Ohio State - Nationwide Children's Hospital - Research For Muscle Biology and Disease

Kevin D Foust, Ph.D.Kevin D. Foust, Ph.D.
Assistant Professor

The Ohio State University
Department of Neuroscience
460 W 12th Ave
Biomedical Research Tower 698
Columbus, Ohio 43210

Phone: (614) 293-4269
Email: kevin.foust@osumc.edu

Education & Training:
University of Florida (2001) BS in Biochemistry
University of Florida (2007) PhD in Genetics
Nationwide Children’s Hospital (2011) Postdoctoral Fellow

Research Interest:
Our laboratory is interested in understanding the mechanisms and developing treatments for the neuromuscular diseases Spinal Muscular Atrophy (SMA) and Amyotrophic Lateral Sclerosis (ALS).

Besides skeletal muscle weakness, 50-70% of type I SMA patients suffer from gastrointestinal motility symptoms including gastroparesis, gastroesophageal reflux and constipation. These gastrointestinal (GI) motility disorders could be caused by defects in neuromuscular transmission in the enteric nervous system (ENS), which is the intrinsic nervous system of the gut. However, the confounding issue of paralysis has prevented a thorough examination of GI dysfunction in SMA patients. We are utilizing novel genetic and viral approaches to model SMA to better understand the role of survival motor neuron (SMN), the gene implicated in SMA, in neuromuscular signaling in the gut.

Our lab uses adeno-associated viruses to develop therapies for neuromuscular diseases. In our current work, we use AAV9 to deliver RNAi to knockdown the mutant SOD1 gene in mouse models of ALS. This approach has shown dramatic slowing of disease progression when delivered at onset. Future plans include clinical development of this knockdown approach. In addition we are also exploring genes that can be paired with the SOD knockdown to further augment the profound survival effect of RNAi treatment alone.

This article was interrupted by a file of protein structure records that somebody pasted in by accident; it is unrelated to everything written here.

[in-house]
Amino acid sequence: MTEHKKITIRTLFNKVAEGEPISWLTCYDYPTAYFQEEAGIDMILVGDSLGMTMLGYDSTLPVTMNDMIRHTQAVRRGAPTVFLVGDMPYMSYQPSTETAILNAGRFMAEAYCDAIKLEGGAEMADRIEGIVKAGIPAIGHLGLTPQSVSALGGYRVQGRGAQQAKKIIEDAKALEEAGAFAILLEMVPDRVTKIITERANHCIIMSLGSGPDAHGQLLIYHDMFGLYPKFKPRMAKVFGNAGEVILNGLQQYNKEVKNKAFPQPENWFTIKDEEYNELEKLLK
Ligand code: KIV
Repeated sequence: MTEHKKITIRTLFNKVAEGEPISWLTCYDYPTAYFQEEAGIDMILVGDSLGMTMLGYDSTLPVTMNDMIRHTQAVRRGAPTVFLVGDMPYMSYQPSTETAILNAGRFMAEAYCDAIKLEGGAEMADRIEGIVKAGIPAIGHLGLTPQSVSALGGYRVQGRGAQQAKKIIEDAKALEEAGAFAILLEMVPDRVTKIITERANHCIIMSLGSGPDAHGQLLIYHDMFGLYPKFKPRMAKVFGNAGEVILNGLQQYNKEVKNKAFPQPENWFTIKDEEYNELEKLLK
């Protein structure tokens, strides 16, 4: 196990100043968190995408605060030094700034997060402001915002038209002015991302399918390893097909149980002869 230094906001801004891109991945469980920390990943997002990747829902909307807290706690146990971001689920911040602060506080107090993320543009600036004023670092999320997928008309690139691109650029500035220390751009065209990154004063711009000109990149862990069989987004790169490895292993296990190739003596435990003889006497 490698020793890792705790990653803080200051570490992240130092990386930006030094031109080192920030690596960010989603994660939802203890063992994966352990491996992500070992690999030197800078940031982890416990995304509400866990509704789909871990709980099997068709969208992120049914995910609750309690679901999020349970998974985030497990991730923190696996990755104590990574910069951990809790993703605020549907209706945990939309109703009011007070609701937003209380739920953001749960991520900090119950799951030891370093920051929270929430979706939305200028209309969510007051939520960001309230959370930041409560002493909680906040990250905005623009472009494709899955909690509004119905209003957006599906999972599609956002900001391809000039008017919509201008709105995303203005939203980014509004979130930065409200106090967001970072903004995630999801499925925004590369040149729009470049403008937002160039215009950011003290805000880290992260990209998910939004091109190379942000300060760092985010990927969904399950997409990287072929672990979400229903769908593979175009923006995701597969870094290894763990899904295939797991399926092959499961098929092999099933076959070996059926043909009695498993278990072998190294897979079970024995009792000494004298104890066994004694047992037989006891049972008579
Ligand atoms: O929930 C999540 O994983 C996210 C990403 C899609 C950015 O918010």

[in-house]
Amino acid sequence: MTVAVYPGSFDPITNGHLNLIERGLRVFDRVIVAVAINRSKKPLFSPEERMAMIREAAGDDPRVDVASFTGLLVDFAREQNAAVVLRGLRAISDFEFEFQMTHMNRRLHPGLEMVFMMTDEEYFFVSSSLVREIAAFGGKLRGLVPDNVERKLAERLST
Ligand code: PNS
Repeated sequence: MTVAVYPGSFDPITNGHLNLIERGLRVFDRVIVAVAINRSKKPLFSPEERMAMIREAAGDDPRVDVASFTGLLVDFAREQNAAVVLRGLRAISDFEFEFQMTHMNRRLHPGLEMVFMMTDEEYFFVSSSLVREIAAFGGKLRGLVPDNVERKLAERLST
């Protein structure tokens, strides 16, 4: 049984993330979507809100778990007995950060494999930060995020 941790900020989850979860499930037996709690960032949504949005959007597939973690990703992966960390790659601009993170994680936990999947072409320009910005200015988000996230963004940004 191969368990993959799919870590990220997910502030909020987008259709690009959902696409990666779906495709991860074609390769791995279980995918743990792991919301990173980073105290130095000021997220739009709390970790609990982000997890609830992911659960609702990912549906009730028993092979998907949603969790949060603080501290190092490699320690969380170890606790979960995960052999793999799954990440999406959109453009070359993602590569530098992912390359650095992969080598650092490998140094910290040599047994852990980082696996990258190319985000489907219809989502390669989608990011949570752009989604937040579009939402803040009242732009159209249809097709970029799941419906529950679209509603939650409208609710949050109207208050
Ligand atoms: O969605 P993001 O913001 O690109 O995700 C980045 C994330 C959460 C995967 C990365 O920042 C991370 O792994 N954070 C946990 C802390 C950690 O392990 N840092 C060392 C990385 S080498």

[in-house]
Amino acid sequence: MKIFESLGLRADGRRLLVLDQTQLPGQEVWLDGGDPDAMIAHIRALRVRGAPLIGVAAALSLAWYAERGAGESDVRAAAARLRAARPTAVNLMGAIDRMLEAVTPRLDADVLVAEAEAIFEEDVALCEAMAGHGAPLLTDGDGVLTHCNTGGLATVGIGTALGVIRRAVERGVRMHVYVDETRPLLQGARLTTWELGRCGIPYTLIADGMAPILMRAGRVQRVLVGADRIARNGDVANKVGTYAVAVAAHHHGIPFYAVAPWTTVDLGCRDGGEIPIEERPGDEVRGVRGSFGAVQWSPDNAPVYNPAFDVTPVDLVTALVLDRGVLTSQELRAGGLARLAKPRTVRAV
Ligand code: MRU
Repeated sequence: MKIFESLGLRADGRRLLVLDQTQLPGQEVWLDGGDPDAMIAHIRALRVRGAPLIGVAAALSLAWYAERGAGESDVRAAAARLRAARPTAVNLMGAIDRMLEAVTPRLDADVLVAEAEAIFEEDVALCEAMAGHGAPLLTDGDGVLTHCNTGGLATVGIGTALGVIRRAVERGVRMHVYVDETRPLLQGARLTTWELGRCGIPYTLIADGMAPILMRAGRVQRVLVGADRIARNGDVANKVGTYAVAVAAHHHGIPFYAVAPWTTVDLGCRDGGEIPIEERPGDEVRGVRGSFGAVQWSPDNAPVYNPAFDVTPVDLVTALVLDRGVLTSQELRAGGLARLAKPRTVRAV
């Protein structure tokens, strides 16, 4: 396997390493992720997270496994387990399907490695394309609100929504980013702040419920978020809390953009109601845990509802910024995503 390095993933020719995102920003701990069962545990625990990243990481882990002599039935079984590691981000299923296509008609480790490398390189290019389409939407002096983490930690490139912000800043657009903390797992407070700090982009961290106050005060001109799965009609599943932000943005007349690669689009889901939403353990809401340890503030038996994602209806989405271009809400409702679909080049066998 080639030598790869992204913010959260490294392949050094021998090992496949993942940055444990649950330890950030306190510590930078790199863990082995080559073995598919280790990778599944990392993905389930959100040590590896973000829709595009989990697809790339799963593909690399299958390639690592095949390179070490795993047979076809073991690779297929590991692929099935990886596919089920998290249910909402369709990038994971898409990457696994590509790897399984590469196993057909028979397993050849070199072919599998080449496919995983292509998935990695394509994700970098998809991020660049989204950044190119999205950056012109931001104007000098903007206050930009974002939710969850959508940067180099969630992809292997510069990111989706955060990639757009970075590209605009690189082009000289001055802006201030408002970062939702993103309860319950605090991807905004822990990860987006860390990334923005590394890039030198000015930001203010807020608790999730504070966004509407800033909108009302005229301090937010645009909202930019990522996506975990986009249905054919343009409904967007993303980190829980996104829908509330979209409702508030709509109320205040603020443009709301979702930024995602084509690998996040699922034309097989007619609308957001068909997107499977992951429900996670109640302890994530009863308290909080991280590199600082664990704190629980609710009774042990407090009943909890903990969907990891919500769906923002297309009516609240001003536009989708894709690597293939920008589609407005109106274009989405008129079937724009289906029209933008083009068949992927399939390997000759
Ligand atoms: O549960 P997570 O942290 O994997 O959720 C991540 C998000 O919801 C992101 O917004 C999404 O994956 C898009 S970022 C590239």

Finally, our lab is exploring novel AAV serotypes to improve transduction efficiency within the CNS. Increasing transduction efficiency is crucial for therapy development to maximize efficacy, reduce viral load, limit potential immune responses and minimize viral production costs.

Selected Publications:

  • Foust KD, Nurre E, Montgomery CL, Hernandez A, Chan CM, Kaspar BK (2009) Intravascular AAV9 preferentially targets neonatal neurons and adult astrocytes. Nature biotechnology 27:59-65.
  • Foust KD, Wang X, McGovern VL, Braun L, Bevan AK, Haidet AM, Le TT, Morales PR, Rich MM, Burghes AH, Kaspar BK (2010) Rescue of the spinal muscular atrophy phenotype in a mouse model by early postnatal delivery of SMN. Nature biotechnology 28:271-274.
  • Haidet-Phillips AM, Hester ME, Miranda CJ, Meyer K, Braun L, Frakes A, Song S, Likhite S, Murtha MJ, Foust KD, Rao M, Eagle A, Kammesheidt A, Christensen A, Mendell JR, Burghes AH, Kaspar BK. Astrocytes from familial and sporadic ALS patients are toxic to motor neurons.
    Nat Biotechnol. 2011 Aug 10;29(9):824-8
  • Bevan AK, Duque S, Foust KD, Morales PR, Braun L, Schmelzer L, Chan CM, McCrate M, Chicoine LG, Coley BD, Porensky PN, Kolb SJ, Mendell JR, Burghes AH, Kaspar BK. Systemic gene delivery in large species for targeting spinal cord, brain, and peripheral tissues for pediatric disorders.
    Mol Ther. 2011 Nov;19(11):1971-80.